Ciara Kenny

The Irish Times forum by and for Irish citizens living overseas,

‘The biggest threat to enjoying London is loneliness’

Bringing his dog Harry helped comedian John Lynn feel at home in the ‘gargantuan’ city

Tue, Apr 1, 2014, 12:00


John Lynn

My dog looked distraught as my sister drove me out of our driveway, bound for London town. Like countless others leaving the island, I had held him close and told him I’d send for him once I’d a place for us to live and bobs in the account.

The boys I share with took some convincing, but eventually agreed to a trial period of four weeks and so he arrived in London one Sunday. I dropped my bags off, and introduced my housemates to Harry at the door. Knowing he’d be nervous if left with strangers, I took him with me to the shops and paid a kid on the street to hold his leash while I ventured inside the supermarket. When I emerged, the visibly shaken kid handed me an empty collar and leash, muttering “facking pitpulls innit, he ran for his life man”.

After 25 minutes of panicked pursuit I returned home to enlist my housemates in the search party. To my amazement the dog was there, reclining on my bed without a care in the world. Having been at my house for mere moments, he found his way back to the door and barked until one of the lads let him in. He then went room to room till he recognised my scent, hopped up on the bed and had a kip. All the while I was running through the streets of east London like someone canvassing to be sectioned. From that moment the boys loved him. Sometimes things work out for you.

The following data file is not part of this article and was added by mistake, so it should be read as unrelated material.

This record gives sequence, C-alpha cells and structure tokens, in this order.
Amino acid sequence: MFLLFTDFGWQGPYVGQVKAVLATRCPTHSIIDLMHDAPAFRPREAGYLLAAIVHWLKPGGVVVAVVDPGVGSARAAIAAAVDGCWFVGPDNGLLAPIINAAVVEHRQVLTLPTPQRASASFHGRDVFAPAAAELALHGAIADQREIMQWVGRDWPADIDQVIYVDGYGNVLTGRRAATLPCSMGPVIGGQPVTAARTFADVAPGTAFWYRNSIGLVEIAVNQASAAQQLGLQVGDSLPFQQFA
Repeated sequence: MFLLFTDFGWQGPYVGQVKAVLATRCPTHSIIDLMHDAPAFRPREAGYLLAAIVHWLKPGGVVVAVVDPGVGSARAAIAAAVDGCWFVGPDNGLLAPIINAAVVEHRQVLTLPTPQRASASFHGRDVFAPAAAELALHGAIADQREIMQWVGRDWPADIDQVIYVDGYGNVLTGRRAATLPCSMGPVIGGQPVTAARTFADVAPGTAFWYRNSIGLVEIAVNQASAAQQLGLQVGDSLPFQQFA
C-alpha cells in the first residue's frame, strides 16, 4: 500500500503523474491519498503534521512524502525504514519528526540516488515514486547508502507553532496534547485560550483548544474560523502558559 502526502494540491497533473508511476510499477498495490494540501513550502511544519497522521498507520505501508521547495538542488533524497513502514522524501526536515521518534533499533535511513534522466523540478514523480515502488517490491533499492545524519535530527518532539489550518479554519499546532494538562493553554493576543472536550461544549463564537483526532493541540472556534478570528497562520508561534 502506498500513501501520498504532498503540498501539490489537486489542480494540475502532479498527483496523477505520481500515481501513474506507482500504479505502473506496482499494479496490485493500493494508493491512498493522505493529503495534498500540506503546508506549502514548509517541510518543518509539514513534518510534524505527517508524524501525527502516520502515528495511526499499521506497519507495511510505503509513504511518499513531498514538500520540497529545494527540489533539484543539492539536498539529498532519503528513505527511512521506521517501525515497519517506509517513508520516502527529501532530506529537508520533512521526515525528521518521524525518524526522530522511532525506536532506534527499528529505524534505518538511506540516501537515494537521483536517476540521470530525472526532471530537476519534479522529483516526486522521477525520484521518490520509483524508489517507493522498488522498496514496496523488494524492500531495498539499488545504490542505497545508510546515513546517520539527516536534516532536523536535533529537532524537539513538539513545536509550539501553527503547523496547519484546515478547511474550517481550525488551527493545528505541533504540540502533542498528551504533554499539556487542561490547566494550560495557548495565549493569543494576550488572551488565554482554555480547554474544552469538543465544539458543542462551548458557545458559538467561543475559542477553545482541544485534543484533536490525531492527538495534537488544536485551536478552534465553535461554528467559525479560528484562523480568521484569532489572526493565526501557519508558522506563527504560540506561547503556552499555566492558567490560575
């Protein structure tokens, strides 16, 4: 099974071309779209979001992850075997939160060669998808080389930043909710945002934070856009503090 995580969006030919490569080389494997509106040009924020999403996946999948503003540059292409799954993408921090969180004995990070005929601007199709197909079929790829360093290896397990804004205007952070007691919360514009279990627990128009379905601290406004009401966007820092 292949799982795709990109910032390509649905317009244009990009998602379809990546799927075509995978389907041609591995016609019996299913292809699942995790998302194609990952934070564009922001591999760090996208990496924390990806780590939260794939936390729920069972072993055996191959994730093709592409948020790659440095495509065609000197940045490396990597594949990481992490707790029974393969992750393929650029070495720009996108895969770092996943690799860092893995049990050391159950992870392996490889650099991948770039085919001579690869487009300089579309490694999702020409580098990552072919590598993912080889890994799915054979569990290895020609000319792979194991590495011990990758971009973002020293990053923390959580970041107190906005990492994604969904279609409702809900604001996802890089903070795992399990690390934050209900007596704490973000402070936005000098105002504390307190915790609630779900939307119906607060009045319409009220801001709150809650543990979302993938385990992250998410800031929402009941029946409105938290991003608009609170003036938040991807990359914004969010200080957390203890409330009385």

That’s the way I feel about London. My only experience with the city had been a six-week run as an actor in Fishamble’s production of Robert Massey’s Rank, in the Tricycle theatre in Kilburn. While a truly enriching experience professionally, the sheer scale of the city intimidated me. My enthusiasm to stay on once the play came down waned by the day.

Pining for Dublin, it’s cosy familiarity, the likelihood of meeting a friend or acquaintance while ambling down Grafton Street, the fact that publicans whose establishments I frequented knew me by name, became quite profound. Most Irish I meet in this city agree that the biggest threat to enjoying it is loneliness. London is gargantuan. I have come to see it not as a city, but as a country made up of multitudes of little towns.

To combat this, I got a place on the street my close friend and fellow actor Keith McErlean lives. We don’t see each other daily, but to know there is someone at the end of the road for a coffee or pint makes a world of difference.

John Lynn is an actor and comedian from Drogheda. He will be performing his new stand-up show at the London Irish Centre in Camden this Saturday, April 5th at 7.30pm. It is the first in the London Irish Comedy Festival’s Edinburgh Preview Season, featuring a double bill of Irish comedians road testing their material before the August fringe festival. See for details.

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